In 2021, IBLCE will introduce a Retired Status for active IBCLCs who intend to retire and no longer practise as an IBCLC. For a limited time, those who held the certification in good standing in the past will be able to apply for this status. Dates for these applications will be announced on the IBLCE website.
Those who have achieved this status may use “IBCLC Retired” on a résumé, or below their name on a business card. However, it may not be listed directly following their name or signature (e.g., charting) as an active credential. The intention of this status is one of recognition and is for those who are no longer actively practising as an IBCLC and have no intention to return to practise.
How do I submit my recertification application?
Recertification applications in English are submitted online via the Credential Management System. For applications in additional languages, visit the appropriate language-specific section of the IBLCE website for a link to submit applications electronically.
All recertifying applicants have existing online accounts, even if you have never accessed it. To access your account, use the “Forgot Password” or “Forgot Username” on the Login Page. Please note that you will need your new IBCLC L-# and the email address you have on file with IBLCE.
If you have already activated your Online Account, please go directly to the Login Page and enter your Username and Password.
For a step-by-step walkthrough of the online Recertification process, please review the Recertification Credential Manager Guide.
Is there a fee for Recertification?
Yes. Please refer to the Fee Schedule found in the Recertification Guide.
I am not computer savvy, I need help using the system.
How will I know what to do once I log into the online system and am ready to begin filling out my application?
Once you have activated your account and updated your personal information, the “My Home Page” screen is the place where you should go for instructions about what to do next.
Once you click on the “Application Forms” link in the yellow left-hand navigation bar, you will see the application forms that are available to you for completion. After you complete each form, the system should return you to the “My Home Page” screen for the next set of instructions.
I’m an IBCLC, what happens if I don’t pass an exam?
If you don’t pass the April exam, your IBCLC certification will expire on June 30 of that year. If you don’t pass the September exam, your IBCLC certification will expire on December 31 of that year.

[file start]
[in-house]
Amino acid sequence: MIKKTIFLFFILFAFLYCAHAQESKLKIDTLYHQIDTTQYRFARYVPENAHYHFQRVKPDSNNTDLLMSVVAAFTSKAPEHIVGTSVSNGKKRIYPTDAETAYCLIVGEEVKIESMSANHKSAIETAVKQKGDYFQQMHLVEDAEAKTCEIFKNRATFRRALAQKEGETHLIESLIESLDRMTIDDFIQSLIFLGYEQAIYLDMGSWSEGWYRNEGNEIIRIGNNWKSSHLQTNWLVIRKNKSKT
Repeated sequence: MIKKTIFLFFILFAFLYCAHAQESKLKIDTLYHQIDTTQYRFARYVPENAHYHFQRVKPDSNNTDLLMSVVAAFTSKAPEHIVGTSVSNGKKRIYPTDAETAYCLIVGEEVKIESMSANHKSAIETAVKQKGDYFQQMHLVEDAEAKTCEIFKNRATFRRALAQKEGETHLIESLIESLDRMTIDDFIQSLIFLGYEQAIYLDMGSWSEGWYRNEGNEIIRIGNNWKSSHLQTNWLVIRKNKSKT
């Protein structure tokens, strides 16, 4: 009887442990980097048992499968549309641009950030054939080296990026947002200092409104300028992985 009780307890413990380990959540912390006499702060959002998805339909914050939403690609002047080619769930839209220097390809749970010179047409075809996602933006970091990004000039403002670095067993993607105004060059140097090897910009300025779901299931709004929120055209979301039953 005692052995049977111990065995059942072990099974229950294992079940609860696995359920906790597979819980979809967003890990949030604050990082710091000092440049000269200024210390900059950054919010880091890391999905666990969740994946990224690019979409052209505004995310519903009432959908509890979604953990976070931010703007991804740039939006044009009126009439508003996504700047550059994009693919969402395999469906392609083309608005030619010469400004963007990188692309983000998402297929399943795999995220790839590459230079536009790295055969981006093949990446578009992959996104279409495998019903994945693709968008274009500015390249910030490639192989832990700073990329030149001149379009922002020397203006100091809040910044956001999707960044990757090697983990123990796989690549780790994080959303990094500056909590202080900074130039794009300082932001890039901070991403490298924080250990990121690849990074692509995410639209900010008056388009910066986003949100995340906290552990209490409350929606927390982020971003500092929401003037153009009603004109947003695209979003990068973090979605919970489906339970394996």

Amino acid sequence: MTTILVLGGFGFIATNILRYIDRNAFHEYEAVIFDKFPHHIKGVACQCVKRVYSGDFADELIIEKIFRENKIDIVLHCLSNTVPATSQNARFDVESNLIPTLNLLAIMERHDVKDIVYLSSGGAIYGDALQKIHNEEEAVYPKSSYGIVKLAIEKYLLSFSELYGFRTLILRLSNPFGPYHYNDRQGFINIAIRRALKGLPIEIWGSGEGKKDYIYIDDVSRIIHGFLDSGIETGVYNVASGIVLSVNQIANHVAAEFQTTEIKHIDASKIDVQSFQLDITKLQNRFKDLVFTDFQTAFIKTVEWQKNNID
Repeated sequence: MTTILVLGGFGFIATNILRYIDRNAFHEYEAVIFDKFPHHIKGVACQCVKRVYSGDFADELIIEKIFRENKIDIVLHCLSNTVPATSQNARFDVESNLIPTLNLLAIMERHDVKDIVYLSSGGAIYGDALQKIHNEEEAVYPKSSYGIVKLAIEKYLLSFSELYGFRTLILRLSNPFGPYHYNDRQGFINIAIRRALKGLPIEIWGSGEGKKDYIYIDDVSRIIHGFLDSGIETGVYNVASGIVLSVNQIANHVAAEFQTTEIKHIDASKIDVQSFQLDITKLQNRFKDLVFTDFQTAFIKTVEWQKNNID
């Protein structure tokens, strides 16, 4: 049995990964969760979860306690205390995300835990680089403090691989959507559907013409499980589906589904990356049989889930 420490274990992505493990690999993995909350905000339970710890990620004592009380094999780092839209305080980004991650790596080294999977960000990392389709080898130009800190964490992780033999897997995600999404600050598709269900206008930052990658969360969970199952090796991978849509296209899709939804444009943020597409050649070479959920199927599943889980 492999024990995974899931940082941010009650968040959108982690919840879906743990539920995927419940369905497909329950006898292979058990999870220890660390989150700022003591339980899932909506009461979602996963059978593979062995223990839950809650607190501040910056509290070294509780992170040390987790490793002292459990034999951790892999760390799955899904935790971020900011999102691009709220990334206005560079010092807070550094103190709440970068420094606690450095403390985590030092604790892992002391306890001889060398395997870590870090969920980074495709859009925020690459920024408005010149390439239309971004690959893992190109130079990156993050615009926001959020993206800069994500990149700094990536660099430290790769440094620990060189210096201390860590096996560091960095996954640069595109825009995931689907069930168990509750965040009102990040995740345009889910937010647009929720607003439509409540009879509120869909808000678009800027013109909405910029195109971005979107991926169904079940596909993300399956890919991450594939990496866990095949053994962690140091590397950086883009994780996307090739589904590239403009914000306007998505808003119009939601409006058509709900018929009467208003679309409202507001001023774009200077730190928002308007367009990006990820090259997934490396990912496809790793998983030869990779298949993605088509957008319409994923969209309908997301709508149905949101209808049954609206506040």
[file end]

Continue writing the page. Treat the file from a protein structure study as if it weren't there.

How are current IBCLC credential expiration dates affected by moving to two exams a year?
All current IBCLCs will be receiving a new expiration date of December 31 of the year you are expiring. You will receive an updated certificate within the year that you are expiring.
If I let my IBCLC certification lapse, do I need to meet the clinical hour and education requirements to sit the exam?
If you let your IBCLC certification lapse, then you have one exam attempt or one year, whichever comes first, in which to sit the exam without having to meet the clinical hour and education requirements.
Why is the fee different between countries?
In order to make its certification financially accessible to all those qualified to participate, despite the wide variance in economic conditions throughout the world, IBLCE uses the purchasing power parity (PPP) per capita metric as determined by international organisations such as the World Bank and the International Monetary Fund and used by a number of international NGOs. PPP takes into account the relative cost of living and the inflation rates of countries. Further information on fees can be found in the Recertification Guide.
Will I get some type of receipt after I submit payment online?
Yes, you will receive a confirmation of your online payment in English via email communication to your primary email address. You can also print a receipt from your online account in the “Payment History” section.
What happens if I don’t recertify?